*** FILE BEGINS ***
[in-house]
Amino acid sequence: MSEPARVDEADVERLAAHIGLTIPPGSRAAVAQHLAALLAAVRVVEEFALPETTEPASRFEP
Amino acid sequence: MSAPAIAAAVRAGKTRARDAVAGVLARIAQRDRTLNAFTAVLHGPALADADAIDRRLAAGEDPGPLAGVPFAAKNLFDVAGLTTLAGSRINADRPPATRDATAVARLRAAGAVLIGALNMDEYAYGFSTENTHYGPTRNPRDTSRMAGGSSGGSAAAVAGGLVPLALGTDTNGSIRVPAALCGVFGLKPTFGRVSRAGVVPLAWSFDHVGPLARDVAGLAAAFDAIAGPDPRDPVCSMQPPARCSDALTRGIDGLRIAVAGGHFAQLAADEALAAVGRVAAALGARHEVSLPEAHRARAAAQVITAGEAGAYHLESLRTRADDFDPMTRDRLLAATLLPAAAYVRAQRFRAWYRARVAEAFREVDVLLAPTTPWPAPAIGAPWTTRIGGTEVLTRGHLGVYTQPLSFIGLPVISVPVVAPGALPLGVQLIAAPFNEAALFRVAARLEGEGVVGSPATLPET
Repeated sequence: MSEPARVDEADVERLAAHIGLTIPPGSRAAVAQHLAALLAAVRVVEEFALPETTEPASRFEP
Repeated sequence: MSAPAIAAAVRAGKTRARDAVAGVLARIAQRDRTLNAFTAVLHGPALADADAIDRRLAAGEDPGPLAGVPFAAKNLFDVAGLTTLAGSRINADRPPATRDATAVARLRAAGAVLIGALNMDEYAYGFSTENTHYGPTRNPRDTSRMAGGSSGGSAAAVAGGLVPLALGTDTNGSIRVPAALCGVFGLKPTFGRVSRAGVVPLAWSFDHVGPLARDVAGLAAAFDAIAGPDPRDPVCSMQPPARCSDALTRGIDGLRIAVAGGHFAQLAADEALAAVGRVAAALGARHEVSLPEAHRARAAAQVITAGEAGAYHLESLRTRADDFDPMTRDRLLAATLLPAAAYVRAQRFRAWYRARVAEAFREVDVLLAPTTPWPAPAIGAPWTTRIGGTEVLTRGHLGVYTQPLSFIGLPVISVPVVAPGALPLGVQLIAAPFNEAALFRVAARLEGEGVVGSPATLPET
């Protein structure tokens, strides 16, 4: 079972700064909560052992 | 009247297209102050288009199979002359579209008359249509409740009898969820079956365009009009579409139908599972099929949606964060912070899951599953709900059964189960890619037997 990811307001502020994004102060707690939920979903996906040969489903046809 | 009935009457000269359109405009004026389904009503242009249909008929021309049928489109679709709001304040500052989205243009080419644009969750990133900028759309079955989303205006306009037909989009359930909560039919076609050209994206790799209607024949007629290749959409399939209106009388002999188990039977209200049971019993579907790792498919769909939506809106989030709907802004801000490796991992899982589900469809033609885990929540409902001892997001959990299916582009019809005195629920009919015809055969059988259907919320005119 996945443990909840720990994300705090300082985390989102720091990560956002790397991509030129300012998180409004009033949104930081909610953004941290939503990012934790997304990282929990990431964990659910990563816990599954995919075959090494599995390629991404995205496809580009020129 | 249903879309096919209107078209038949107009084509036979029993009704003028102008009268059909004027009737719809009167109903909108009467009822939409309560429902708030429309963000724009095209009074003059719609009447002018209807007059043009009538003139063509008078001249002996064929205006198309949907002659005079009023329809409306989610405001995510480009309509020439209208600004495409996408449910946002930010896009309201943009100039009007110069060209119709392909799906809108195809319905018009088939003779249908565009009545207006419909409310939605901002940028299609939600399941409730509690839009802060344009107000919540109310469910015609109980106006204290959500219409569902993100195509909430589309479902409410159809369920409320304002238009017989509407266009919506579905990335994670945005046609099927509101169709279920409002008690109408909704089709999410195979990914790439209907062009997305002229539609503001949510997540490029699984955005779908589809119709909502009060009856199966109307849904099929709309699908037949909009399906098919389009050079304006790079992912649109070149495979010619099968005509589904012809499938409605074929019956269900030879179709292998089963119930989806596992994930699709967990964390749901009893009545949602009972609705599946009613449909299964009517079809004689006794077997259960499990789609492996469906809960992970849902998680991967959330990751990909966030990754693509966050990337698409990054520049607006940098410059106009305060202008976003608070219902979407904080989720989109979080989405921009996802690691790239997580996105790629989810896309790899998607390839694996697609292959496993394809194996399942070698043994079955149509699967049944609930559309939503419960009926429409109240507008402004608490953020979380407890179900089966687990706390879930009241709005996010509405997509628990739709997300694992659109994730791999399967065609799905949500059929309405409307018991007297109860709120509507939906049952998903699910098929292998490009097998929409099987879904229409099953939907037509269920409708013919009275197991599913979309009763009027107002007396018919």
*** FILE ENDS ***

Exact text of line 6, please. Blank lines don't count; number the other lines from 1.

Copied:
């Protein structure tokens, strides 16, 4: 079972700064909560052992 | 009247297209102050288009199979002359579209008359249509409740009898969820079956365009009009579409139908599972099929949606964060912070899951599953709900059964189960890619037997 990811307001502020994004102060707690939920979903996906040969489903046809 | 009935009457000269359109405009004026389904009503242009249909008929021309049928489109679709709001304040500052989205243009080419644009969750990133900028759309079955989303205006306009037909989009359930909560039919076609050209994206790799209607024949007629290749959409399939209106009388002999188990039977209200049971019993579907790792498919769909939506809106989030709907802004801000490796991992899982589900469809033609885990929540409902001892997001959990299916582009019809005195629920009919015809055969059988259907919320005119 996945443990909840720990994300705090300082985390989102720091990560956002790397991509030129300012998180409004009033949104930081909610953004941290939503990012934790997304990282929990990431964990659910990563816990599954995919075959090494599995390629991404995205496809580009020129 | 249903879309096919209107078209038949107009084509036979029993009704003028102008009268059909004027009737719809009167109903909108009467009822939409309560429902708030429309963000724009095209009074003059719609009447002018209807007059043009009538003139063509008078001249002996064929205006198309949907002659005079009023329809409306989610405001995510480009309509020439209208600004495409996408449910946002930010896009309201943009100039009007110069060209119709392909799906809108195809319905018009088939003779249908565009009545207006419909409310939605901002940028299609939600399941409730509690839009802060344009107000919540109310469910015609109980106006204290959500219409569902993100195509909430589309479902409410159809369920409320304002238009017989509407266009919506579905990335994670945005046609099927509101169709279920409002008690109408909704089709999410195979990914790439209907062009997305002229539609503001949510997540490029699984955005779908589809119709909502009060009856199966109307849904099929709309699908037949909009399906098919389009050079304006790079992912649109070149495979010619099968005509589904012809499938409605074929019956269900030879179709292998089963119930989806596992994930699709967990964390749901009893009545949602009972609705599946009613449909299964009517079809004689006794077997259960499990789609492996469906809960992970849902998680991967959330990751990909966030990754693509966050990337698409990054520049607006940098410059106009305060202008976003608070219902979407904080989720989109979080989405921009996802690691790239997580996105790629989810896309790899998607390839694996697609292959496993394809194996399942070698043994079955149509699967049944609930559309939503419960009926429409109240507008402004608490953020979380407890179900089966687990706390879930009241709005996010509405997509628990739709997300694992659109994730791999399967065609799905949500059929309405409307018991007297109860709120509507939906049952998903699910098929292998490009097998929409099987879904229409099953939907037509269920409708013919009275197991599913979309009763009027107002007396018919």